1.3     If time permits, systems which generate sounds on the flight deck, and which might not otherwise be used during the test flight, should be operated with appropriate announcements.

   1.4     This Appendix provides guidance for flight testing both aircraft and helicopters. It may need to be adapted to suit the particular installation being tested.

   1.5     The replay and analysis must be performed by the Australian Transport Safety Bureau. The Australian Transport Safety Bureau will ensure the privacy of the recordings.

   1.6     Recordings offered for analysis may be released to the operator’s engineering organisation and the Australian Transport Safety Bureau. The agreement of the flight crew concerned is assumed unless instructions, in writing, are given by the flight crew stating any restrictions to be applied.

2          Procedure

IMPORTANT:   To enable proper analysis of the recording, it is essential that adequate commentary on the flight is provided, e.g. crew actions, altitudes and speed. Each test should be clearly announced and the crew member identified, e.g. “Co-pilot testing oxygen mask, microphone with interphone of”.

    2.l     Prior to engine start

2.1.1    Check that the CVR is operating.

2.1.2    Press the ERASE button.

2.1.3    Press the CVR TEST button.

2.1.4    Select BOOM microphone and interphone “ON” at all positions.

2.1.5    Call out aircraft type, registration, date, time and crew complement.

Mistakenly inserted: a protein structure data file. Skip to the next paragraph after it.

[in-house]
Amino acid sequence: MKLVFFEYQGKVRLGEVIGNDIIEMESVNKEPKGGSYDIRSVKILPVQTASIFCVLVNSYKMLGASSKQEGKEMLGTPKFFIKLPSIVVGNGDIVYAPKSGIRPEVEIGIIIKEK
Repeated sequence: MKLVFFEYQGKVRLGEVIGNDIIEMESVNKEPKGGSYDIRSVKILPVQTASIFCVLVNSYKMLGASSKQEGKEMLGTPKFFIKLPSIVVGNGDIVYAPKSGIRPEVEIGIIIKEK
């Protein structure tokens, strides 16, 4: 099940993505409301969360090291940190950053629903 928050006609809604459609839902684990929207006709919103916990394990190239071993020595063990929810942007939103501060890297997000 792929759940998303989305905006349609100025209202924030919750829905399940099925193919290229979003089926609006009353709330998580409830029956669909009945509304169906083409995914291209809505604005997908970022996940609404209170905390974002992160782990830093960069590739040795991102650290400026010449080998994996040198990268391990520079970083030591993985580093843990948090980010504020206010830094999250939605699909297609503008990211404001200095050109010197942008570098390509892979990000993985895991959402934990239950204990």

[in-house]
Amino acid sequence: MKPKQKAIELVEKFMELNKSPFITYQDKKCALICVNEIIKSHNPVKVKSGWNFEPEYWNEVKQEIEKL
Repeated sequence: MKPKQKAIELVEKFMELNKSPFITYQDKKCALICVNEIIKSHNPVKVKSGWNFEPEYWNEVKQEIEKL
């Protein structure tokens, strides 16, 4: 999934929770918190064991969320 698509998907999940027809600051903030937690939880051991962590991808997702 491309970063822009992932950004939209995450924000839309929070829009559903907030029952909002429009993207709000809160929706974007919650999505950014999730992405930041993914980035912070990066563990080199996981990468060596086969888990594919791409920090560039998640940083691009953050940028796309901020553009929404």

2.2     Engine start

2.2.1    (Helicopters only)   During rotor spin-up, call out RPM at 50%, 80% and 100%.

2.2.2    Make a test announcement from each crew member’s position, in turn using the boom microphones with interphone selected “ON” followed by a second announcement with the interphone “OFF” (to evaluate the “hot” microphone):

            (a)  LEFT HAND SEAT POSITION

                   — INTERPHONE ON

                   “This is the Captain’s position with boom microphone interphone ON.”

                   — INTERPHONE OFF

                   “This is the Captain’s position with boom microphone interphone OFF.”

            (b)  RIGHT HAND SEAT POSITION

                   — INTERPHONE ON

                   “This is the First Officer’s position with boom microphone interphone ON.”

                   — INTERPHONE OFF

                   “This is the First Officer’s position with boom microphone interphone OFF.”

            (c)  ENGINEER/THIRD CREW POSITION

                   — INTERPHONE ON

                   “This is the Engineer’s position/third crew position with boom microphone interphone ON.”

                   — INTERPHONE OFF

                   “This is the Engineer’s position/third crew position with boom microphone interphone OFF.”

2.2.3    Repeat 2.2.2 using the oxygen mask microphone.

2.2.4    (Aeroplanes only)   Announce and test the stall warning stick shaker.

2.2.5    (Helicopters only)   Close the flight deck windows.

  2.3     Take-off